So I’ve finally got around to starting this blog that I’ve been meaning to write for about 3 years. It’s World Mental Health Day today and it’s all about ending the stigma that exists around mental health. I already wrote this post once and reading it back I realised it was mostly a rant that didn’t really say anything useful, and then an ode to my wonderful friends; which might be nice for them but isn’t much good to anyone else. Anyway, I rewrote the whole thing and hopefully this is slightly more helpful. (I really wanted to post this today but I’m really sleepy so if it rambles I apologise!) Also, I can’t claim to speak on behalf of all people with mental health problems, so this is based on my own personal experiences.
What’s the stigma all about?
There are so many preconceived, stereotypical ideas about mental health and the people affected by it. These are usually misconceptions and need to be challenged. If you don’t understand something or have no first-hand experience of it, then it’s understandable to be afraid or at least wary, but if you’re making judgements based on stereotypes or preconceptions then that’s where the stigma kicks in. People with mental health issues believe that they will be treated a certain way, and that people will think certain things about them. With 1 in 4 people in the UK experiencing a mental health issue within a year (FACT) it’s ridiculous that this stigma still exists.
Here are some of the things that I believed people would think of me when I told them I had a mental health issue –
- They’ll think I’m mad / I’ve lost it / I’m crazy / I’ve got a screw loose, etc.
- They’ll think I’m pathetic
- They’ll think I’m weak
- They’ll think I’m ‘just a bit stressed’ and should pull myself together
- They’ll think it’s all in my head
- They’ll think I’m lazy (I get tired a LOT)
- They’ll think I’ll never get better and I’m a lost cause
- They’ll think I’m boring (when I can’t do things e.g. go out / don’t drink alcohol)
- They’ll think I’m unreliable (when I bail on plans)
- They’ll think I’m a liability (to hire for a job)
- They won’t understand
- They’ll think I’m making it up
- They’ll think I’m saying it for the attention
- They’ll think I’m being stupid
- They’ll think it’s all in my head and I’m being ridiculous
- I’ll lose all my friends because they’ll get fed up of me
- Maybe I AM just stressed and if I take it easy it will go away
- (and when that didn’t work) I actually AM crazy
- There were more but these are off the top of my head
Obviously these are mostly a load of rubbish. These preconceptions are embedded in society and they lead to some equally destructive presumptions being made by people suffering with mental illnesses (in this case, me). When I first got anxiety I didn’t know what the bloody hell was going on, I was in a right state and was so scared and confused. Once I got a diagnosis I began researching everything I could and quickly found out how common anxiety is. All the information made me much less afraid, and I was slightly comforted by the fact that it seemed to be a ‘real thing’ and not something I was making up! Dealing with the actual anxiety was proving to be troublesome enough; I shook like a leaf constantly, I was terrified of everything, I couldn’t eat, I couldn’t be left alone, I couldn’t go anywhere… but once I’d got a bit of a handle on the symptoms, then came all the worries about what people would think of me (see above!). Fortunately, or unfortunately depending how you view it, I was in such a state that I had no problem with going to see a Doctor because I was so desperate for some answers. Some people however will avoid seeing the Dr because they worry that they won’t be taken seriously and I know from experience that that’s true in a disturbingly large number of cases. Some Drs are dismissive, seemingly bored of the subject or downright rude. This isn’t acceptable but I also don’t think this is a problem isolated to mental health; you can go to a Dr with any number of symptoms and they could not take you seriously (totally unacceptable but it happens). What is most worrying is the attitude to mental health problems; the stigma that people know exists that discourages or stops them from seeking any help or treatment in the first place. If people felt more able to approach a Dr about their mental health, and felt like they would be treated with respect and taken seriously… well that could change lives and even save lives.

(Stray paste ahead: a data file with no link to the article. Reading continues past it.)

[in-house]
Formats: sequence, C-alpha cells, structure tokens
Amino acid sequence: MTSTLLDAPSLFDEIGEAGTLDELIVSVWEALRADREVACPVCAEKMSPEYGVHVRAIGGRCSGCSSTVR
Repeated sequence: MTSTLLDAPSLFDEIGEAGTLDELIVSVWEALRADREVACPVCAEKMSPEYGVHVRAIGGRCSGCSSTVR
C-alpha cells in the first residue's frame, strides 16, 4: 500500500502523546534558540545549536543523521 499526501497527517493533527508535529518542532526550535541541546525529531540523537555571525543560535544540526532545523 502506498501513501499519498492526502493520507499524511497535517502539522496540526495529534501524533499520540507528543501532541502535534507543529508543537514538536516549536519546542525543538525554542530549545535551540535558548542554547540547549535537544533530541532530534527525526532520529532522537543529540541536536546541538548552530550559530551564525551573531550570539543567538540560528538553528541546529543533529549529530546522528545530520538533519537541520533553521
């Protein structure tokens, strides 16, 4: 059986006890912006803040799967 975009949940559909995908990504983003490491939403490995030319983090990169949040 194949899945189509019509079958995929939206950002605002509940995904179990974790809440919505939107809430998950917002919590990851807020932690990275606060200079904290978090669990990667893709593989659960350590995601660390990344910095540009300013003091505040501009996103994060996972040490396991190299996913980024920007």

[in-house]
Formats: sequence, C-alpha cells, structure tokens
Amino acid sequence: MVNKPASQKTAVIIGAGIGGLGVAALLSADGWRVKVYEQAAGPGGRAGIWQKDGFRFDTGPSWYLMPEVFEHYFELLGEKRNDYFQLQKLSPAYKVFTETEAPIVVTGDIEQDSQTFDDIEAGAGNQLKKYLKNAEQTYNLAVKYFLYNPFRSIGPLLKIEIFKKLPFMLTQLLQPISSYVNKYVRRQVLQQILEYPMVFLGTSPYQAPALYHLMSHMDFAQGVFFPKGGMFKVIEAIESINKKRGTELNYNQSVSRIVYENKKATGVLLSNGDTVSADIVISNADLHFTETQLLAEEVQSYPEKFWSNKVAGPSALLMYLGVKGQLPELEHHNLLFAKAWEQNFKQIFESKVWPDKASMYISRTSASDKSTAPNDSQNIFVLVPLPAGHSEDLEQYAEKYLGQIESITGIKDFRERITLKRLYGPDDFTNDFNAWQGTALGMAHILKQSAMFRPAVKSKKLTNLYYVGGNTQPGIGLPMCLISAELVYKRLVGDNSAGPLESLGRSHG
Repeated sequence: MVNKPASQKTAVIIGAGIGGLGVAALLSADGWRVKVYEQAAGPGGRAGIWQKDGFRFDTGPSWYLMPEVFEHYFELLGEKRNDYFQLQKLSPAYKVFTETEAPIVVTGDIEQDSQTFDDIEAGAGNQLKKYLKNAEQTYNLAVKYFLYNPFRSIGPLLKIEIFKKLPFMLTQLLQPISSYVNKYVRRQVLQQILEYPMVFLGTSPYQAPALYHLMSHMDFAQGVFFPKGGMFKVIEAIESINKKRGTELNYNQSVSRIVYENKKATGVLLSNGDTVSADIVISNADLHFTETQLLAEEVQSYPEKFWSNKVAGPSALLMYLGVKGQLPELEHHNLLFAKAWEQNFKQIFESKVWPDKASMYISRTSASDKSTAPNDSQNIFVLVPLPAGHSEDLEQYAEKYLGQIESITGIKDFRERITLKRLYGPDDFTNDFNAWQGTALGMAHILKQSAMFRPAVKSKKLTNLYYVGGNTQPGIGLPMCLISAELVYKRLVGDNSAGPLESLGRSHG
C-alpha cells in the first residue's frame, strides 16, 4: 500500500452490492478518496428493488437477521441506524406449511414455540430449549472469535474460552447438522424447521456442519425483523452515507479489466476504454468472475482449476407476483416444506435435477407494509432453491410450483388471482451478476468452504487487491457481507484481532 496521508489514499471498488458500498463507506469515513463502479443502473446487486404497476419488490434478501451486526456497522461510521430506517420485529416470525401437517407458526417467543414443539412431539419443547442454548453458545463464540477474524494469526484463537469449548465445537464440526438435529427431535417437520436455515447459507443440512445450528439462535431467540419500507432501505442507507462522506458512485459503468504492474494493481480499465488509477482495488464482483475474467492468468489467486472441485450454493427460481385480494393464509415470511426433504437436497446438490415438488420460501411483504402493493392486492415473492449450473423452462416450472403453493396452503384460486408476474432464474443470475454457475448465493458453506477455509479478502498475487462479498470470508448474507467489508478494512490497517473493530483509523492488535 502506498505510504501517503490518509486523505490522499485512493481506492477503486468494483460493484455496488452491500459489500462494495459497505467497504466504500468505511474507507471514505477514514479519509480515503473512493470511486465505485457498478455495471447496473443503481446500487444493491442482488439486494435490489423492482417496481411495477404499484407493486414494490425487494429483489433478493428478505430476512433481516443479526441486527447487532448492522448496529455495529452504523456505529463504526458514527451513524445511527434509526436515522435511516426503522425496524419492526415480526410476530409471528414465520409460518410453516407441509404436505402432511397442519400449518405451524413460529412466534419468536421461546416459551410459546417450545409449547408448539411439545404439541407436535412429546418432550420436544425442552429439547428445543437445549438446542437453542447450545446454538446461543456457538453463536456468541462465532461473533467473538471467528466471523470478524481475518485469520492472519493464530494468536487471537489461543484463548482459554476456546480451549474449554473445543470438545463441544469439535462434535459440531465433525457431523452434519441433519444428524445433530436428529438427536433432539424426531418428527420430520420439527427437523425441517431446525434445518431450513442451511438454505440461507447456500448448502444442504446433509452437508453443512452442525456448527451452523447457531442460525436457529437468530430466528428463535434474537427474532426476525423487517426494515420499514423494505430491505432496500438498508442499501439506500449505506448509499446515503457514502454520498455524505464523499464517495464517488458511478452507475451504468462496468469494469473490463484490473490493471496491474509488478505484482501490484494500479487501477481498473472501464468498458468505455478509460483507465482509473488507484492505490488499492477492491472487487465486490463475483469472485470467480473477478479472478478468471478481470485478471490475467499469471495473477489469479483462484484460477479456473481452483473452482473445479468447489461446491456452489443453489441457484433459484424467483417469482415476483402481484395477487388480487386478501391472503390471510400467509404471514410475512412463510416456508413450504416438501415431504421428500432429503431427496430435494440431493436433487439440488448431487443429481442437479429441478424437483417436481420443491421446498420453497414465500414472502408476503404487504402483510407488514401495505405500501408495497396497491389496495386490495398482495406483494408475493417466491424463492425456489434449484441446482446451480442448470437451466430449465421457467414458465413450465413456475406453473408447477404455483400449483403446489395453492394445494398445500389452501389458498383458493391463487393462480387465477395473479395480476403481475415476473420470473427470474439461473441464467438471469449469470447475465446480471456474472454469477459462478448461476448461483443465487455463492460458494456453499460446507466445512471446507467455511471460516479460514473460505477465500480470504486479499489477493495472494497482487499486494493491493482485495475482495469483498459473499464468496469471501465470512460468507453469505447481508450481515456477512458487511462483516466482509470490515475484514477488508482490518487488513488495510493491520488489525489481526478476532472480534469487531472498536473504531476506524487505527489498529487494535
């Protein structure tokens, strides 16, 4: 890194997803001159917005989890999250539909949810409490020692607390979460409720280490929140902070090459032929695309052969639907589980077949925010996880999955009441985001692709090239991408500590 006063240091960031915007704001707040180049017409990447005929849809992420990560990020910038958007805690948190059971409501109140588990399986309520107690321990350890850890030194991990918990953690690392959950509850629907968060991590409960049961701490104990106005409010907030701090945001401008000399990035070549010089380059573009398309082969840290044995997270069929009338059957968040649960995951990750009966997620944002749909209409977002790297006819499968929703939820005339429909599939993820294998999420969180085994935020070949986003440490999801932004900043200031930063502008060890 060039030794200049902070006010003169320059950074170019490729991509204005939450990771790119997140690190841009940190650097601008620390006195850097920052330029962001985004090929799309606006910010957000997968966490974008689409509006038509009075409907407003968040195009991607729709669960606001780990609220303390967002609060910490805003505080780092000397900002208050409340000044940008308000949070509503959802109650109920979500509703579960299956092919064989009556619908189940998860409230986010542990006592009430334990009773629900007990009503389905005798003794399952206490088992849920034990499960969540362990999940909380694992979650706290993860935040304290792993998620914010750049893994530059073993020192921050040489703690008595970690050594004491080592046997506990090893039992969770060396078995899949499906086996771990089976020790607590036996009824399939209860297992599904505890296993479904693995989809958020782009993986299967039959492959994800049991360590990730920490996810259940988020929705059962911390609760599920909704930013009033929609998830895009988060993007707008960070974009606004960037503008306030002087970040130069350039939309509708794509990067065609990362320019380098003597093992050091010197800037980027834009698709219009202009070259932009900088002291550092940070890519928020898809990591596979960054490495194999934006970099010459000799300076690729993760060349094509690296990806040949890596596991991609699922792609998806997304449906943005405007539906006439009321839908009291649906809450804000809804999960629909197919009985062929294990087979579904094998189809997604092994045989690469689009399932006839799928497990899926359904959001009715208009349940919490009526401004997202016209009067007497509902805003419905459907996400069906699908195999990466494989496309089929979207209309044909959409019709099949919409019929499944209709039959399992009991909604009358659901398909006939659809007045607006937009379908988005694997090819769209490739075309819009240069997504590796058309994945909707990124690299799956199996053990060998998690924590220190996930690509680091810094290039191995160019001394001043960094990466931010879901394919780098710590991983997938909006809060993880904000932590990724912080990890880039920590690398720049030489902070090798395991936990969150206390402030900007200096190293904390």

So my journey through Drs, therapists, treatment etc. is one for another time, but I eventually got to a point where I felt I was in control enough to tell people what was going on. I was scared that people would think all the things I was convinced they would (again, see list, fun times). I thought long and hard about it and privately messaged all of my closest friends (who didn’t already know) and then put a post up on my Facebook. The response was immediate and incredible – people were so kind, encouraging and supportive. What surprised me the most was the number of my friends / acquaintances who messaged me saying that they had the same or similar issues. I couldn’t believe so many people I knew were going through the same thing and I had no idea – then I realised that works two ways, and I had become an expert at hiding my anxiety. People would, and still do, say “I had no idea anything was wrong”, which I almost take as a compliment on my ability to appear ‘normal’! It felt like a weight off my shoulders to be honest, and it felt good to be facing up to my anxiety by taking control over my attitude towards it. It was horrible to live with, but talking about it and getting peoples lovely reactions really really reeeeally helped me.